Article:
Knowing When to Start a New Project: The Agent’s Perspective by Jennie Goloboy

As you have probably already guessed, this month at, we focused on the theme “Knowing When To Start A New Project.” We all had our ideas on this topic, but one thing we couldn’t answer is this: What advice does an agent have on this topic? To answer the question, we turned to “the other Jennie that spells her name correctly”:

In Fall 2011, Jennie Goloboy joined Red Sofa Literary as an Associate Agent. Jennie Goloboy has a PhD in the History of American Civilization from Harvard. She is also a published author of both history and fiction, and a member of SFWA, RWA, SHEAR, OAH, the AHA, and Codex Writers Group. Her funny, spec-fic short stories appear under her pen name, Nora Fleischer. Jennie was promoted to Literary Agent in December 2013

Agent and part time statue

Agent and part time statue

Knowing When to Start a New Project: The Agent’s Perspective

by Jennie Goloboy

I feel like I’m an expert in this because I am currently nearing completion on a book I’ve been writing for over a decade. (Some writers are slow writers.)  And yet I’ve also seen many writers polishing projects again and again when I can tell that they’ll never sell.  So when do you know when it’s time to walk away?

1.  You send out query letters, but you can’t get anyone interested in looking at your project.  You’re getting lots of form rejections.

Either your query letter is dreadful (Is it addressed to Dear Agent Who Probably Won’t Read This Anyway, Why Am I Wasting My Time?), you’re sending it to the wrong people, or you are trying to sell a project that is out of fashion.  Looking at what’s for sale in your local bookstore is misleading– remember that in general it takes a year between signing a contract and publication, so what’s new on the shelves is not what editors are buying right now!  (TV and movies are usually even farther behind.)

Things that are tough to sell include dystopias, paranormal YA romance involving vampires and werewolves, books with vampires in general, and books about unusual British boarding schools.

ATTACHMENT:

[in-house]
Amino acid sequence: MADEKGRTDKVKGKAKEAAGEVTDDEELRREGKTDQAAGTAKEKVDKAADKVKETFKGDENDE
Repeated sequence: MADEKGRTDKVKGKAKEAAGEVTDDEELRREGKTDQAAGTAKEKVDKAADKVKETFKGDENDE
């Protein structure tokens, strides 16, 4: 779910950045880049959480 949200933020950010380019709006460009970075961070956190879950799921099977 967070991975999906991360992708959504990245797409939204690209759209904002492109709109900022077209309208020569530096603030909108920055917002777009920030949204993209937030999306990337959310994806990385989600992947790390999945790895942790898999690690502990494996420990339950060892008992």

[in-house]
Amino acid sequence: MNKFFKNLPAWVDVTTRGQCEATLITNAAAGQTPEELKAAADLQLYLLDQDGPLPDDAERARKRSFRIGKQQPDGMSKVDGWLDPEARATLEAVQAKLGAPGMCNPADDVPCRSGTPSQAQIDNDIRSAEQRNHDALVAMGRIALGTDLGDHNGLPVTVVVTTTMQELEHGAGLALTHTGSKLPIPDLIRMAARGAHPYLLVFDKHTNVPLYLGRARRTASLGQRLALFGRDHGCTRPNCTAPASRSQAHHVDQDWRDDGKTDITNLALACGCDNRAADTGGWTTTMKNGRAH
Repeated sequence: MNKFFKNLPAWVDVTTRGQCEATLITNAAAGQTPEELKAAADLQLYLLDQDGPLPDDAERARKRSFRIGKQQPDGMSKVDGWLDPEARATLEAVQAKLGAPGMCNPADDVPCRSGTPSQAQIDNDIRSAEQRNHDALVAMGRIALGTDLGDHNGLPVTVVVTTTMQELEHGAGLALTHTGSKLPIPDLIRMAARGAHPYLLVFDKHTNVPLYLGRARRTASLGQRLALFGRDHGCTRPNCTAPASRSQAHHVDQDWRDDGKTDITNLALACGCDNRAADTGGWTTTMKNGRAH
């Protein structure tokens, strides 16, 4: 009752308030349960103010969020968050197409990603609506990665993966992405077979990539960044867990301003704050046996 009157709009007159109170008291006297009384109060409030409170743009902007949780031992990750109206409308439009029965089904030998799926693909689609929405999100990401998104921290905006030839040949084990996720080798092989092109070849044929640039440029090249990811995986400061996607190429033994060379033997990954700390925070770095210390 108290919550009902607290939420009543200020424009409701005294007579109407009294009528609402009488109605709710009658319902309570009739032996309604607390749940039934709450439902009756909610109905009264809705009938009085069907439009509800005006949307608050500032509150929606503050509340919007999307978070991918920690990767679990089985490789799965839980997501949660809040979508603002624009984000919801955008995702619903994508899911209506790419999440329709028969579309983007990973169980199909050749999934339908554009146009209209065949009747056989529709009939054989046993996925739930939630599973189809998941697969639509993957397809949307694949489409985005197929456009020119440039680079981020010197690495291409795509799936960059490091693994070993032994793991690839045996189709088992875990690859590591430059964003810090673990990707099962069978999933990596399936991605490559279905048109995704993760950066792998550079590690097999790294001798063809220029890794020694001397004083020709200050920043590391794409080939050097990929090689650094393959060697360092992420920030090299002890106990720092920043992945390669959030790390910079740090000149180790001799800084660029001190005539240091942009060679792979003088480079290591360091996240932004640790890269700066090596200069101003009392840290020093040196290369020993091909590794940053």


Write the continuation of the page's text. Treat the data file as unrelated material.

I feel that if you’re caught in this trap, it’s probably time to shelve the project.  And yes, this is painful– but it’s a better outcome than having it published by a press that you can’t trust, and who may take your book and never pay you what you’ve earned. (This happened to me personally before I became an agent, and it’s no fun.)

2.  You can’t get anyone to read your full project after they read a sample.

Typically this is an issue with your writing, and either a professional editor or a peer-run writers’ workshop can help you.  Issues I often see include

  • The voice isn’t appealing– the hero is whiny or otherwise unlikeable.  I’m not sure I want to spend a whole book with him.
  • The voice doesn’t sound accurate.  The ten-year-old boy sounds like a hectoring parent.
  • The story starts in the wrong place, which suggests that the entire book needs a good structural revision.  Are you overloading us with worldbuilding before we get to the plot?
  • I’m not sure I care about what’s at stake in the story.  Why should I care about whether Cinderella gets to the ball?  It’s just a party!

You should never be in the position of saying, “My book gets a lot better after page 100.”  Your book should be as wonderful and engaging as possible starting from page one.

3.  People who read your manuscript keep giving you detailed revision notes.

Paradoxically, these are a good sign!  You have engaged an agent or editor and made him care about your work.  He doesn’t think your writing is good enough yet, but he likes the concept.  This is either a “revise and resubmit” or a chance to submit your next book to the same person (with a “remember me?” type note).


And one final note– if it’s really taken you ten years to write your masterpiece, you don’t need to mention it in your query letter…

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